The recent coup in Niger presents the United States with a familiar dilemma in how it conducts security assistance. There is no easy solution, but current dynamics in the Sahel, which indicate that without outside help al-Qaeda and Islamic State-affiliated groups will rapidly gain strength in the region, call for U.S. policymakers to pursue a pragmatic course.
According to Sierra Leone’s electoral commission, incumbent President Julius Maada Bio was reelected to a second—and constitutionally final—term in the June 24 presidential ballot. But opposition in the country as well as international observers have raised serious concerns about the credibility of that result.
In the past two weeks, the coup in Niger has snowballed into a confrontation pitting the civilian-led states of ECOWAS against military juntas in West Africa. But the standoff is a symptom of broader dysfunctions in the global system that underscore the need for the EU and its members to reassess their approaches to foreign policy.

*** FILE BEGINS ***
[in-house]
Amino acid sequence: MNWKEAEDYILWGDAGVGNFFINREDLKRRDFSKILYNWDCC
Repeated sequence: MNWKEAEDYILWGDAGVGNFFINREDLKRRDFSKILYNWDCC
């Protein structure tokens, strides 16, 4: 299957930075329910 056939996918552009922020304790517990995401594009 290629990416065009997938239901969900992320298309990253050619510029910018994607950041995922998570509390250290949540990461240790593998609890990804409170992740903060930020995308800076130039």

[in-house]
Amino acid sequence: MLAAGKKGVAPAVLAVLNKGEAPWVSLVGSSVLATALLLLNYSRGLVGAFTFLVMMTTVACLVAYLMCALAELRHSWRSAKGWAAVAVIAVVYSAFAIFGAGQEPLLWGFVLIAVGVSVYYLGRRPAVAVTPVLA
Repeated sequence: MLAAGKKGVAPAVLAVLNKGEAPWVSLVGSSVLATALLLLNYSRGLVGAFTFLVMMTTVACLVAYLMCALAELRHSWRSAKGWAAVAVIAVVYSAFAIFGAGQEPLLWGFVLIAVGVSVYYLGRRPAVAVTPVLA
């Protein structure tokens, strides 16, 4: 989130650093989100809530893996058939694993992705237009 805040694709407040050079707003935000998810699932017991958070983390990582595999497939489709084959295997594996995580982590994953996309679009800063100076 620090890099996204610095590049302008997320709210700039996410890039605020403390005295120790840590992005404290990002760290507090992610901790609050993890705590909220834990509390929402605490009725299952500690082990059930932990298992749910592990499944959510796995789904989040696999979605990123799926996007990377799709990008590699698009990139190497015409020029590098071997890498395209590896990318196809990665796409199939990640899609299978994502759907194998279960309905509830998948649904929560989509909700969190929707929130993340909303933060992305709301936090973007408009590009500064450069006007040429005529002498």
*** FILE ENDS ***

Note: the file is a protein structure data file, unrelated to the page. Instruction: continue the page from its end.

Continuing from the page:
It makes sense that a continent that is home to 54 countries and 1.2 billion people would also house many contradictory developments. Africa features several of the world’s fastest-growing economies and a burgeoning middle class. But much of the continent remains mired in debt, burdened by conflict and beset by elites clinging to power.
The coup in Niger caught much of the outside world by surprise, given the country’s image as a relatively stable outlier in a region beset by upheaval. But if foreign observers were stunned by President Mohamed Bazoum’s ouster, it did not come as a shock to many Nigeriens, and not solely because of Niger’s history of military coups.
If there has been a significant difference between the coup in Niger and others across the region in recent years, it has been in ECOWAS’ response to it. That highlights a nascent transition between waning Western power structures in the region and efforts to construct a new system of collective security there.